The cover letter is dead – here’s what’s replacing it
The age of the cover letter may seemingly be over, according to new research from ‘Jobvite’s 2017 Job Seeker Nation Study’.
CNBC reports that the survey, which interviewed 2,200 candidates, found that fewer than ever are actively submitting a cover letter with their CV. What’s more surprising, is that recruiters and employers don’t seem to mind.
47% of those asked said that they didn’t attach a cover letter alongside their most recent application. Furthermore, only 26% of recruiters “consider cover letters important”.
Which begs the questions, what exactly are candidates doing instead? Well, according to the report, they are relying on referrals.
A spokesperson in the Jobvite report commented: “Almost 35% of jobseekers applied to their current or most recent position via referral — especially millennials. Luckily, Jobvite data shows that referred applicants are five times more likely than average to be hired, and 15 times more likely to be hired than applicants from a job board.”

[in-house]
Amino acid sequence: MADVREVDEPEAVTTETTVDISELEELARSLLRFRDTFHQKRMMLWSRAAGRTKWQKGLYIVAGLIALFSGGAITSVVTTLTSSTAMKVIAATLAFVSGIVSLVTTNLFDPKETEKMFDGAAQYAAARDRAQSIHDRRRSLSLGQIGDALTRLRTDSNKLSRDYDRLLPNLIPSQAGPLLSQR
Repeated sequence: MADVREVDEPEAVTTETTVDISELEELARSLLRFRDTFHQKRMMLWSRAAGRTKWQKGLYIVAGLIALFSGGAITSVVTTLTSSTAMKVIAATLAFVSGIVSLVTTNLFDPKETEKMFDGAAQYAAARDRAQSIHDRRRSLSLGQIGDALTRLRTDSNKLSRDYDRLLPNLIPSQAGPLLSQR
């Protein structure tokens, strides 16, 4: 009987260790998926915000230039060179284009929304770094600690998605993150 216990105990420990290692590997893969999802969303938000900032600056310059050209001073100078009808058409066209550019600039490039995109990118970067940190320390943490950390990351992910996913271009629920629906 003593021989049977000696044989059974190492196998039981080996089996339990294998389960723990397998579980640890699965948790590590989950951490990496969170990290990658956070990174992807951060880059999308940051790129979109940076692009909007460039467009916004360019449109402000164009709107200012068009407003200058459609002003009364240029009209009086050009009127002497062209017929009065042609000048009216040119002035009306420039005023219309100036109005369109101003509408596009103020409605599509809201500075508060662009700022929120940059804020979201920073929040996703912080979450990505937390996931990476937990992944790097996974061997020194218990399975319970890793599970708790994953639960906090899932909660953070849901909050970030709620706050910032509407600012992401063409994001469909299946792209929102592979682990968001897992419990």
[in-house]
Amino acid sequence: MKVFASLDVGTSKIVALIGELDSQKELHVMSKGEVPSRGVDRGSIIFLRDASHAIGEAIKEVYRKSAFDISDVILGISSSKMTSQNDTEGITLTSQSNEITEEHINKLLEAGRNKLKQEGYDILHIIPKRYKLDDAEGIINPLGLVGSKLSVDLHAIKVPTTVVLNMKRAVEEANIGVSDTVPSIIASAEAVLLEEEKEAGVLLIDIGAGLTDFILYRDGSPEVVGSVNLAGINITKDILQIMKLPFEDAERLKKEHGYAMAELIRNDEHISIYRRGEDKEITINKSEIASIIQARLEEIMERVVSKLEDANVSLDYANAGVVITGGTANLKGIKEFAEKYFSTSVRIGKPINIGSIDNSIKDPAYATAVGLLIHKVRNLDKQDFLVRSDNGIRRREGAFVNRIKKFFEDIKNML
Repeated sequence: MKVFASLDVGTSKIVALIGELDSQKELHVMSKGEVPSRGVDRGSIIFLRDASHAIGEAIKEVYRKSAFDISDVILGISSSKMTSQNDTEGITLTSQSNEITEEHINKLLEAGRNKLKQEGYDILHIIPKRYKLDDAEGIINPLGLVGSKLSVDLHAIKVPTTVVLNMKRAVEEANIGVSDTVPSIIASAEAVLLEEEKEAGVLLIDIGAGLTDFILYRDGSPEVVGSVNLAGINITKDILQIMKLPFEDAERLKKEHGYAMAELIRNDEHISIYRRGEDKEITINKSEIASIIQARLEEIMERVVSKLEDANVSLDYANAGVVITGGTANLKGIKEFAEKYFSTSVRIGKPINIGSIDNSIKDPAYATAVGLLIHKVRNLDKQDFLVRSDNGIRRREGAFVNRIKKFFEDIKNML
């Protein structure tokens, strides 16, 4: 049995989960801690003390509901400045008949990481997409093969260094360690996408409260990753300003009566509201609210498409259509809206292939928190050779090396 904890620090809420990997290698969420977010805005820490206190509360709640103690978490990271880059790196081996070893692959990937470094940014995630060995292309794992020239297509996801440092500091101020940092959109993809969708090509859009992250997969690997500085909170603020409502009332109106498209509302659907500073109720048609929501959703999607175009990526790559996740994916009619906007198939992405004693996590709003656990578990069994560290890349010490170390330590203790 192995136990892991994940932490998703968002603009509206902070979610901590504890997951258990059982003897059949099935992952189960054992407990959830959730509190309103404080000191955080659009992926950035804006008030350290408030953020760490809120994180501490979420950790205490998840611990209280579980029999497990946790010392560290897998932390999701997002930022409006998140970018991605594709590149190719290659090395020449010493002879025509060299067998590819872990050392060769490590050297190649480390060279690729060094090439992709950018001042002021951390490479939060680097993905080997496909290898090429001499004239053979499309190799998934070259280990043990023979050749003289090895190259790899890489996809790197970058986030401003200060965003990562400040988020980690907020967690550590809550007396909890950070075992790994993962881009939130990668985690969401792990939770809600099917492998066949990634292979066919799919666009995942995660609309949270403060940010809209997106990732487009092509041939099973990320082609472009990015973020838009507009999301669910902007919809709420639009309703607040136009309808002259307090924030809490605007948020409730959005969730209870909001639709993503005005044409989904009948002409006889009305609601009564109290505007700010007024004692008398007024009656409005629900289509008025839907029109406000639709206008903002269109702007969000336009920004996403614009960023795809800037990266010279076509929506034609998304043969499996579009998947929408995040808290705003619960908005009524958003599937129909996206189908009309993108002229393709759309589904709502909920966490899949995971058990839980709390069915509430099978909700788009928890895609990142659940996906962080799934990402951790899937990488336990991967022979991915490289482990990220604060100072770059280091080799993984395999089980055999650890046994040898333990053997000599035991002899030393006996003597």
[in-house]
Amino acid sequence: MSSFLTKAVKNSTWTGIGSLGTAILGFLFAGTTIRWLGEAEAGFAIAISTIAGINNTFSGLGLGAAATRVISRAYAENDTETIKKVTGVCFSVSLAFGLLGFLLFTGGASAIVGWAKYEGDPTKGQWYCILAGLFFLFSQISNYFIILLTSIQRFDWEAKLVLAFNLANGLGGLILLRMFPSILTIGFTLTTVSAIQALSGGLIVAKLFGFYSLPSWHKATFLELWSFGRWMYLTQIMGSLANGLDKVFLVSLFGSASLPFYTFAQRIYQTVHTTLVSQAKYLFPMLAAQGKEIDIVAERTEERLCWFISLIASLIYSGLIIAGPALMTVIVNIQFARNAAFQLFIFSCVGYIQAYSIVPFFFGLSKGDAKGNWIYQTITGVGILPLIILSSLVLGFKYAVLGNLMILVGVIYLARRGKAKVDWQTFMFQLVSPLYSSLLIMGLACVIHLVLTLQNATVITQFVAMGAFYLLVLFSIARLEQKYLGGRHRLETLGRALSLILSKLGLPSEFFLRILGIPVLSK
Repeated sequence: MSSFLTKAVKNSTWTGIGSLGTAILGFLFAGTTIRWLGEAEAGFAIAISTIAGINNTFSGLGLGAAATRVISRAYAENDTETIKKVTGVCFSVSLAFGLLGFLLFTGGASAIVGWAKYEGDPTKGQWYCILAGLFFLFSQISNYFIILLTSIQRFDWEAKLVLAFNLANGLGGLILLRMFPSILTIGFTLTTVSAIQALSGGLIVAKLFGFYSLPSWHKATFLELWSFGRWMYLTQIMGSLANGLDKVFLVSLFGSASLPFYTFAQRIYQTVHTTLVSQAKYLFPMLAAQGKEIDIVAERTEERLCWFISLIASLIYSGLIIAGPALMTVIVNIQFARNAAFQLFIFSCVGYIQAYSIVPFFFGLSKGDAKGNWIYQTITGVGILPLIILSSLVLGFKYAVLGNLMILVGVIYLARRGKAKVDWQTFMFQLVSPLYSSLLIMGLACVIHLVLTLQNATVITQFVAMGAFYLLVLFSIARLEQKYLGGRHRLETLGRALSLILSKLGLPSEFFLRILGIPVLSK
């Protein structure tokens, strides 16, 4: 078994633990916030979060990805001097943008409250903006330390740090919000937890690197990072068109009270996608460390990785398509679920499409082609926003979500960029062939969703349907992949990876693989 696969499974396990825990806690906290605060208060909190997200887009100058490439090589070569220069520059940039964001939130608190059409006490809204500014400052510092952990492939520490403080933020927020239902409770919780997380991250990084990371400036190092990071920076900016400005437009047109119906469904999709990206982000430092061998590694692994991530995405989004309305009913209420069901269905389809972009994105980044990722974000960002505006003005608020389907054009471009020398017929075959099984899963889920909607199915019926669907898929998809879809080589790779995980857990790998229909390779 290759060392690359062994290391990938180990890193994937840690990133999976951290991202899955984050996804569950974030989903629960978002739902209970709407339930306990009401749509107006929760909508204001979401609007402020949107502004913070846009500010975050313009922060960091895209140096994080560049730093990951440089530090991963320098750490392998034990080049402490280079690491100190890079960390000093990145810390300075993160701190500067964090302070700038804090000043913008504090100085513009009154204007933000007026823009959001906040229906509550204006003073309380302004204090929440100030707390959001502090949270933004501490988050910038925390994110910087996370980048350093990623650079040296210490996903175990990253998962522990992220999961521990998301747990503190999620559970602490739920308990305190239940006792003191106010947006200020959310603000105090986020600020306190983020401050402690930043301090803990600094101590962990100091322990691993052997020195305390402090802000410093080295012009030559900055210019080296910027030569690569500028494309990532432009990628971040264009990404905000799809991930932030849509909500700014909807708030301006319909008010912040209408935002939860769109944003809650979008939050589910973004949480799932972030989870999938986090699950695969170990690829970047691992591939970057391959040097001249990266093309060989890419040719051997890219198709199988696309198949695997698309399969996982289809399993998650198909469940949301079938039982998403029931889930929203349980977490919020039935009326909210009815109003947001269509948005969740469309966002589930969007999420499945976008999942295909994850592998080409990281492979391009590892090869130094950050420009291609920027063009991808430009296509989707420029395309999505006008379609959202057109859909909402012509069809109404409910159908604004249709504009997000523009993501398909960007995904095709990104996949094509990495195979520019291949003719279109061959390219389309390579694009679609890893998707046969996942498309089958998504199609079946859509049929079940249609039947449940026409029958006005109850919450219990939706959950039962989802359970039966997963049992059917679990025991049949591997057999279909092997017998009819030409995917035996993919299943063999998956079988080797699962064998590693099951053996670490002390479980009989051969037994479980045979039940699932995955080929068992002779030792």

CNBC reports that savvy applicants are also utilising creative strategies to stand out, sending branded messages to market their personality in a way that the hirer will remember. This is a trend that we have seen many times; from cupcakes with digital CVs attached, to delivering an application via a quirkily dressed courier, to even creating a virtual game for hiring managers to play.
However, if your candidate insists on sending a cover letter, a recent podcast from Slate’s Editor-in-Chief Julia Turner, explained how to best use them in a constructive way.
“An effective cover letter should be an argument for how the set of experiences you’ve had up to this point in your career make you the perfect candidate for the job,” she said.
“It should reveal your understanding of the place you’re trying to work at and a set of beliefs about how the things you’re good at would help that place achieve its goals.”